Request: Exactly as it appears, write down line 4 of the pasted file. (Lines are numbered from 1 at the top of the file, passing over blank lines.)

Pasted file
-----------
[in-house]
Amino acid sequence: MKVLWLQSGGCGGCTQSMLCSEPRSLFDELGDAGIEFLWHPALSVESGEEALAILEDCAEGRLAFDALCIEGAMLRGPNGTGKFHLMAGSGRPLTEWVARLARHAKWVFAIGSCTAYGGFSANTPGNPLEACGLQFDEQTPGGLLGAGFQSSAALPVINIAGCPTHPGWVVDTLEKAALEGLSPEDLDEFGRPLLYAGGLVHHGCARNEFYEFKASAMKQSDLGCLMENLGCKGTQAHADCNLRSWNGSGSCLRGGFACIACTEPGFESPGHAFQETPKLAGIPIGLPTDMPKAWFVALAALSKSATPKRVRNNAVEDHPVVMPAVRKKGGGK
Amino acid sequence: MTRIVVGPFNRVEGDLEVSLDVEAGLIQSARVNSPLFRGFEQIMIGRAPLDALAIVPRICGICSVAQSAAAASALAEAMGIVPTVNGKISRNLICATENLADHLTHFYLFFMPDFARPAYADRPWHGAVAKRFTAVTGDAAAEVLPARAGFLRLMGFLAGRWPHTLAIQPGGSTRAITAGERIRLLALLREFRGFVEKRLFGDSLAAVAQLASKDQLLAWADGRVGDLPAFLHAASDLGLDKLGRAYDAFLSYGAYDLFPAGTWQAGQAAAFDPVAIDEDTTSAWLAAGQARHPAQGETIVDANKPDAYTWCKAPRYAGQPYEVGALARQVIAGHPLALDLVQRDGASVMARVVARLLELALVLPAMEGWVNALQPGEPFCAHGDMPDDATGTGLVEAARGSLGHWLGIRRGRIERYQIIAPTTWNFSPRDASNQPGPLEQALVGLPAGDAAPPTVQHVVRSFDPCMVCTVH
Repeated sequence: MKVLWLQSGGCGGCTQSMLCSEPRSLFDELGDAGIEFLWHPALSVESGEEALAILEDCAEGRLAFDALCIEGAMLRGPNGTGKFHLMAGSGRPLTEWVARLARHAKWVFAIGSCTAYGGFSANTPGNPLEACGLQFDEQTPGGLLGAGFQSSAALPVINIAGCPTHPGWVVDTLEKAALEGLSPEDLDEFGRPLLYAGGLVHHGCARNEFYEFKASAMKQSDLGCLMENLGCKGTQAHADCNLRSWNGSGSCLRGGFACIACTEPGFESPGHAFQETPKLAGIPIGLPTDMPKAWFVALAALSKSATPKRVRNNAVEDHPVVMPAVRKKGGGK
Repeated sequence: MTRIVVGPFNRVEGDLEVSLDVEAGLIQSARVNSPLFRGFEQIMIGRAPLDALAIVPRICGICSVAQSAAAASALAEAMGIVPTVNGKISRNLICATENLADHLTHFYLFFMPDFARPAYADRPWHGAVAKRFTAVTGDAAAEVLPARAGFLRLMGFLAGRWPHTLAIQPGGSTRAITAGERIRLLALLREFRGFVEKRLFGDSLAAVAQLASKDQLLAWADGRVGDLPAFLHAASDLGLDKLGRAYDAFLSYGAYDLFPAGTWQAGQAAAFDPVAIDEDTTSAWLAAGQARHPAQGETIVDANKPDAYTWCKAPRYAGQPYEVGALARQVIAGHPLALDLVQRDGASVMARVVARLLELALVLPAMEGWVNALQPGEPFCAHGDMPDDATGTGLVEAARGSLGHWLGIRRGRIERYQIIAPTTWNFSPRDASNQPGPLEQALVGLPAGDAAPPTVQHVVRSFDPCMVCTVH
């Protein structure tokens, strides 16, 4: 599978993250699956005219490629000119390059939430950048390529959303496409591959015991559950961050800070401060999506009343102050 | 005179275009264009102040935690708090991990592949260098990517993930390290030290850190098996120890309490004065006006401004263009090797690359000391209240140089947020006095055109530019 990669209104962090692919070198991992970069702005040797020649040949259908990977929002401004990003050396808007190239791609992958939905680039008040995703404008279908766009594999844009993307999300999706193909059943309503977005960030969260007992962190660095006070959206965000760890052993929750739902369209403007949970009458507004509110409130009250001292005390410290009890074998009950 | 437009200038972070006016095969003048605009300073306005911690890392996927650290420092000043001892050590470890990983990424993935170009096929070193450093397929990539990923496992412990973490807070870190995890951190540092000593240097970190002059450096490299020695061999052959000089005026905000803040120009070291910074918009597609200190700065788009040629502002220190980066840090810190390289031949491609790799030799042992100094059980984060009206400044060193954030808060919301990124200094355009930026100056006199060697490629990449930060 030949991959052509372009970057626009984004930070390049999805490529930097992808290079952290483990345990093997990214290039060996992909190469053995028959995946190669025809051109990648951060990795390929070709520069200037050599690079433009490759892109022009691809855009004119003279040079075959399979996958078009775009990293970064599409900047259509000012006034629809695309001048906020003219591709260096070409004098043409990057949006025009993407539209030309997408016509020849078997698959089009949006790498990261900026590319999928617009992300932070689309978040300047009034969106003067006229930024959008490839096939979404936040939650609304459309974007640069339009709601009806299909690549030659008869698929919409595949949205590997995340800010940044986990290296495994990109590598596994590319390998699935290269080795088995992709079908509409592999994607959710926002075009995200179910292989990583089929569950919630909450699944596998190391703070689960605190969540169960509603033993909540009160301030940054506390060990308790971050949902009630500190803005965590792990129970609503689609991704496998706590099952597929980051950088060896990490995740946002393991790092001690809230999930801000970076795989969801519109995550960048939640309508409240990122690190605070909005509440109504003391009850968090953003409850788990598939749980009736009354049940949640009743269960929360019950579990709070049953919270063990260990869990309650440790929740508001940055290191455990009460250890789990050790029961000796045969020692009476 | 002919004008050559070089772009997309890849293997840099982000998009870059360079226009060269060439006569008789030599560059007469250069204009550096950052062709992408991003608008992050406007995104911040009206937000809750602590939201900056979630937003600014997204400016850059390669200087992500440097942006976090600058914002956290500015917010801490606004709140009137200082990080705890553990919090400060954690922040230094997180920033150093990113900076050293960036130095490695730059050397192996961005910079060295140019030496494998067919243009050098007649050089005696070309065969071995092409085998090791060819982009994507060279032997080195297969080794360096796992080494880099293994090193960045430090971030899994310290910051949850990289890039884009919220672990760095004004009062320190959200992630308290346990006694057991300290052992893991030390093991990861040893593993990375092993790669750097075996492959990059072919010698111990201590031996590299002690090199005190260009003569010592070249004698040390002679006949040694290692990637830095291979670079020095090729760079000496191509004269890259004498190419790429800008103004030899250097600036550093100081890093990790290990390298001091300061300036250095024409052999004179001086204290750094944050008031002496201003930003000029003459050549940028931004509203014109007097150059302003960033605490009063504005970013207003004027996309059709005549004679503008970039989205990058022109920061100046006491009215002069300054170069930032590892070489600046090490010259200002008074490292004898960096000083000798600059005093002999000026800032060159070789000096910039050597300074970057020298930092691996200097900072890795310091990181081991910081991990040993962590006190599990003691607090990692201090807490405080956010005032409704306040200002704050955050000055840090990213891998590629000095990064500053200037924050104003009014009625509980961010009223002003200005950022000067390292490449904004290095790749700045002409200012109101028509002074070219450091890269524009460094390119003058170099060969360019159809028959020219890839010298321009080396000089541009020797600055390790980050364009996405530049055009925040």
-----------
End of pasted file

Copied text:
Repeated sequence: MKVLWLQSGGCGGCTQSMLCSEPRSLFDELGDAGIEFLWHPALSVESGEEALAILEDCAEGRLAFDALCIEGAMLRGPNGTGKFHLMAGSGRPLTEWVARLARHAKWVFAIGSCTAYGGFSANTPGNPLEACGLQFDEQTPGGLLGAGFQSSAALPVINIAGCPTHPGWVVDTLEKAALEGLSPEDLDEFGRPLLYAGGLVHHGCARNEFYEFKASAMKQSDLGCLMENLGCKGTQAHADCNLRSWNGSGSCLRGGFACIACTEPGFESPGHAFQETPKLAGIPIGLPTDMPKAWFVALAALSKSATPKRVRNNAVEDHPVVMPAVRKKGGGK